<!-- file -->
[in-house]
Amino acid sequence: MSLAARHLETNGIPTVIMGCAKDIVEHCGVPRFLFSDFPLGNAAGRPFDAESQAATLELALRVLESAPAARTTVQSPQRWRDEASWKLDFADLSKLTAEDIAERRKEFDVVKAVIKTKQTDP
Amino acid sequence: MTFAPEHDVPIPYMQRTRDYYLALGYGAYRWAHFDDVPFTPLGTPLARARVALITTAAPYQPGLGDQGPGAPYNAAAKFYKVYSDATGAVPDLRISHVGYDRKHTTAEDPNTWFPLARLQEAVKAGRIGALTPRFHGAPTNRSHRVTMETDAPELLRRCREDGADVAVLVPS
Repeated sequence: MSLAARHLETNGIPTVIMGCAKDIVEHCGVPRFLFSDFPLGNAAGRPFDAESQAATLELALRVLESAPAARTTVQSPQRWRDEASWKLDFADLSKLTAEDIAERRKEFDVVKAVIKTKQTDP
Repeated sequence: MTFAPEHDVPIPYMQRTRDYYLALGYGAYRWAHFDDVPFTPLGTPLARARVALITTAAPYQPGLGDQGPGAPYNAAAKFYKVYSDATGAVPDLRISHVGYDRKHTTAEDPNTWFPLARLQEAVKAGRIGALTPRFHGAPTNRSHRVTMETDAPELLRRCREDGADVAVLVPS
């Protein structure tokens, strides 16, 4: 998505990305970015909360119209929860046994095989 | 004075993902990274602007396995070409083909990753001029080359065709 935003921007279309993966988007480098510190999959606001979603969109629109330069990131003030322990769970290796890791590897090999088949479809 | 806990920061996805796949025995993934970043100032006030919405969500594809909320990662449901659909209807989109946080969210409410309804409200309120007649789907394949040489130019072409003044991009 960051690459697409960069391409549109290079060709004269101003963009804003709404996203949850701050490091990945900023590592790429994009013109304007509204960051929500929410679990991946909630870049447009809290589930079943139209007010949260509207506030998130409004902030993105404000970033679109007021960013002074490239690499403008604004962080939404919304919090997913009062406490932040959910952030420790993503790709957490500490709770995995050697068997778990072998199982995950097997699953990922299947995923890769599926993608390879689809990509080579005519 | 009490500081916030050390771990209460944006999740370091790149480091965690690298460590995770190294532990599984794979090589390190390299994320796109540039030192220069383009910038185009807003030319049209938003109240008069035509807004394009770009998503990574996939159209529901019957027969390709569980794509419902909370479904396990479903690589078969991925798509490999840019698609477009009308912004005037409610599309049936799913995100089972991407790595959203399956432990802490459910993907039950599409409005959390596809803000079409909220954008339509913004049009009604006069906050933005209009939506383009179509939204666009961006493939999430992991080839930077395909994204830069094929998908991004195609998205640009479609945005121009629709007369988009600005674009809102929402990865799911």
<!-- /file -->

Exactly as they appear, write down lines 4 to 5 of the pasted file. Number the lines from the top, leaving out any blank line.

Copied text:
Repeated sequence: MSLAARHLETNGIPTVIMGCAKDIVEHCGVPRFLFSDFPLGNAAGRPFDAESQAATLELALRVLESAPAARTTVQSPQRWRDEASWKLDFADLSKLTAEDIAERRKEFDVVKAVIKTKQTDP
Repeated sequence: MTFAPEHDVPIPYMQRTRDYYLALGYGAYRWAHFDDVPFTPLGTPLARARVALITTAAPYQPGLGDQGPGAPYNAAAKFYKVYSDATGAVPDLRISHVGYDRKHTTAEDPNTWFPLARLQEAVKAGRIGALTPRFHGAPTNRSHRVTMETDAPELLRRCREDGADVAVLVPS